‘SAFEGUARD YOURSELF’

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Masks aren’t mandatory in all public places, but local leaders are encouraging residents to wear them.

Employees at Turie T. Small Elementary School in Daytona Beach were recently seen wearing their masks.
DUANE C. FERNANDEZ SR./HARDNOTTSPHOTOGRAPHY.COM

BY ANDREAS BUTLER
DAYTONA TIMES 

Despite businesses and government services reopening, the coronavirus pandemic continues as cases continue to rise.

Florida alone had a record 5,000 new confirmed cases on Tuesday. The state’s total cases stood at 109,014 with 3,281 deaths as of Wednesday.

As of the Daytona Times’ Wednesday night deadline, Volusia County had 1,369 cases with 53 deaths while Flagler County had 250 cases and five deaths.

Safety measures

Local governments are doing all they can to provide safe environments by following guidelines set by the Centers for Disease Control (CDC) and Florida Department of Health.

Volusia prefers that people wear face mask in county buildings. The county also has taken measures of using plexiglass, cleaning and sanitizing regularly and social distancing.

“Face masks aren’t required but preferred. It’s the only proven way to safeguard yourself from contracting the virus and spreading it to others including your loved ones,” said Volusia County Councilwoman Barbara Girtman.

Some requirements

The City of Daytona Beach now requires everyone to wear masks inside city offices and buildings. The city commission approved the measure during its June 17 meeting.

“We have many local citizens who are employees. We have to keep our team members and our citizens safe,” said Daytona Beach City Commissioner Quanita May.

Other cities across the state are doing the same. Miami-Dade cities are requiring face masks in public places. Hillsborough, Orange and Pinellas counties have enacted similar policies.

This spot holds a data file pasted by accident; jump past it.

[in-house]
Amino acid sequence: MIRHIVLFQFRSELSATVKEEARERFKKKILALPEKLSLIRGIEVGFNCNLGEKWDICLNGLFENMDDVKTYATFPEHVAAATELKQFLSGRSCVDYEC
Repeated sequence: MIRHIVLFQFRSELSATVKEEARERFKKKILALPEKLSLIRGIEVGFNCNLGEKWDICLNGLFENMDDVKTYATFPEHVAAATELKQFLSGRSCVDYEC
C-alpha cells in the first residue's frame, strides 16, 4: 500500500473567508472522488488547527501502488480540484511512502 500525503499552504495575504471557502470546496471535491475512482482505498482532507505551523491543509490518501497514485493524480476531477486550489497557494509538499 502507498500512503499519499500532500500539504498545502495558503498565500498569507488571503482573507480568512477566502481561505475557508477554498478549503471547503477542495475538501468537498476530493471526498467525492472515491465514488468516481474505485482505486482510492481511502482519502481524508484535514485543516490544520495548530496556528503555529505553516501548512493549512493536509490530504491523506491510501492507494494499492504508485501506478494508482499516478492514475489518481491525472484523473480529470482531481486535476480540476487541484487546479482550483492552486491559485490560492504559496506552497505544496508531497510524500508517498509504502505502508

In Daytona, those without face covering will be provided one by the city.

Children under 2 years old and those with medical conditions who can’t wear a mask are the only exemptions.

“There will be no fines for not wearing them. We are providing them if people don’t have them,” added May.

The city’s other safety precautions include social distancing, more sanitation and cleaning.

Testing sites

On Wednesday and Thursday, COVID-19 testing returned to Midtown with the opening of a site across the street from the Midtown police precinct at the corner of Nova Road and Orange Avenue at 310 Jean St.

The site operated for two days from 9 a.m. to 1 p.m. Wednesday provided drive-through testing while Thursday took walk-ups.

Another testing site was held on Beach Street.

The city also provided testing to seniors at the Maley and Windsor Apartments, which are operated by the Daytona Beach Housing Authority on Tuesday.

Tests were done via nasal swab and sent to a lab to be returned within seven days. The site was a partnership between the city and Florida Department of Health. The health department plans to continue providing testing where needed.

“We are assessing the level of need for testing and making plans to meet that need. Testing is also being offered by other providers,” said Holly Smith, spokesperson for the Florida Department of Health of Volusia County.

A previous site at the Midtown Cultural & Education back in April tested over 1,375 people with a positive result at 0.5-percent.

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